Global electricity access goals not being met

A report released this week by the International Energy Agency (IEA), the International Renewable Energy Agency (IRENA), the United Nations Statistics Division (UNSD), the World Bank and the World Health Organization (WHO) explains that despite significant progress in recent years, the global energy targets set in the United Nations Sustainable Development Goals (SDG) for 2030 are not being met.

The report tracks the global, regional and country progress on three key targets:

  • Ensuring universal energy access; 
  • Doubling progress on energy efficiency 
  • Substantially increasing the share of renewable energy by 2030. 

It assesses the progression made by each country on these targets and provides a snapshot of how far they are from achieving SDG7.

The report found that continued effort is required if affordable, reliable, sustainable and modern energy is available for everyone by 2030, especially the world’s poorest populations.

The number of people living without electricity has dropped to roughly 840 million from 1 billion in 2016, and 1.2 billion in 2010. India, Bangladesh, Kenya and Myanmar are among countries that have made the most progress since 2010.

Percentage of population with access to electricity (%) Source: Tracking SDG7 (2019)

However, unless further changes are made, 650 million people will still be left without access to electricity in 2030. Nine out of 10 of them will be living in sub-Saharan Africa.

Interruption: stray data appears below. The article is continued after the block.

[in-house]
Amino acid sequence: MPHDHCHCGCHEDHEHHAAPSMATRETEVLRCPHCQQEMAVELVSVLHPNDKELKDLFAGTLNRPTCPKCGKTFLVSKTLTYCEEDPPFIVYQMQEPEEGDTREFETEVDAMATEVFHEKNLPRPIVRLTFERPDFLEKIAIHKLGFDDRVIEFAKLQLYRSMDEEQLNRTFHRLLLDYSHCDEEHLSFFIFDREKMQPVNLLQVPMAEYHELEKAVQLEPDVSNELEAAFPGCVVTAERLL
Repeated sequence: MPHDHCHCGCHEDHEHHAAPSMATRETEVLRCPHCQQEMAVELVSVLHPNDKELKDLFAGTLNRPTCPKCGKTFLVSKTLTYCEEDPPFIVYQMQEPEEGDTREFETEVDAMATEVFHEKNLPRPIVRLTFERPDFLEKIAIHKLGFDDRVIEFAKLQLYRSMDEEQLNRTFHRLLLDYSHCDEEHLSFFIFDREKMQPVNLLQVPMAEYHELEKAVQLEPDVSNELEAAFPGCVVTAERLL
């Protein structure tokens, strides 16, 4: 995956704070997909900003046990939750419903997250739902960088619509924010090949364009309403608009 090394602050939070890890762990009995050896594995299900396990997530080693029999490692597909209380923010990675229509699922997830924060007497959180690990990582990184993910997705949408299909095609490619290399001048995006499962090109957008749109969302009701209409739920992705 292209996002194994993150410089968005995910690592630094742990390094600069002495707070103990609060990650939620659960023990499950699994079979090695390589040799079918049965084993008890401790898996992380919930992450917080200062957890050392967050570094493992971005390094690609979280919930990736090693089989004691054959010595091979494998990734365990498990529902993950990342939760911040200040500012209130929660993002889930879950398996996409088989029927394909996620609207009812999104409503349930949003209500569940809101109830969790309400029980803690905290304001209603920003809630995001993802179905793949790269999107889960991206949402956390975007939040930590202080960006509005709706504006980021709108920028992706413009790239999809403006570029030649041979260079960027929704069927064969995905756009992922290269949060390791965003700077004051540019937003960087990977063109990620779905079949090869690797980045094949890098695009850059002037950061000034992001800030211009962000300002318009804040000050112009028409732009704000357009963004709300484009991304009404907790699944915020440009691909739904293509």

Some of the key findings:

  • The share of renewables in final energy consumption increased modestly, from 17.3% in 2014 to 17.5% in 2015. Yet only 55% of the renewable share was derived from modern forms of renewable energy. 
  • Based on current policies, the renewable share is expected to reach just 21% by 2030, with modern renewables growing to 15%, falling short of the substantial increase demanded by the SDG7 target. 
  • Rapidly falling costs have allowed solar and wind to compete with conventional power generation sources in multiple regions, driving the growth in the share of renewables in electricity to 22.8% in 2015.
  • Global energy intensity decreased by 2.8% from 2014 to 2015, double the rate of improvement seen between 1990 and 2010.
  • In the least developed countries, the proportion of the people with access to electricity more than doubled between 2000 and 2016. 
    In 2016, 3 billion people (41% of the world’s population) were still cooking with polluting fuel and stove combinations. 
  • The use of renewable energy for heating purposes has barely increased in recent years and stood at 24.8% in 2015, of which one third was from modern uses.
  • Since 2010, China’s progress in renewable energy alone accounted for nearly 30% of absolute growth in renewable energy consumption globally in 2015.
  • Brazil was the only country among the top 20 largest energy consumers to substantially exceed the global average renewable share in all end uses: electricity, transport and heating.
  • The UK’s share of renewable energy in total final energy consumption grew by 1% annually on average since 2010 – more than five times the global average ~ however, even though the UK’s share in renewable energy has grown, a recent consultation by HMRC proposed a tax hike of 15% for those who wish to install energy saving materials.

Unfortunately we are not yet on track to achieve SDG 7 by 2030, even though considerable progress has been made by the declining costs of renewable energy technologies and active government efforts in certain regions.

A rapid and drastic transformation of the energy sector is needed. Investment in and careful planning of electrification needs to be stepped up in Sub-Saharan Africa, and the world needs to see increased political momentum in expanding access to clean solutions.

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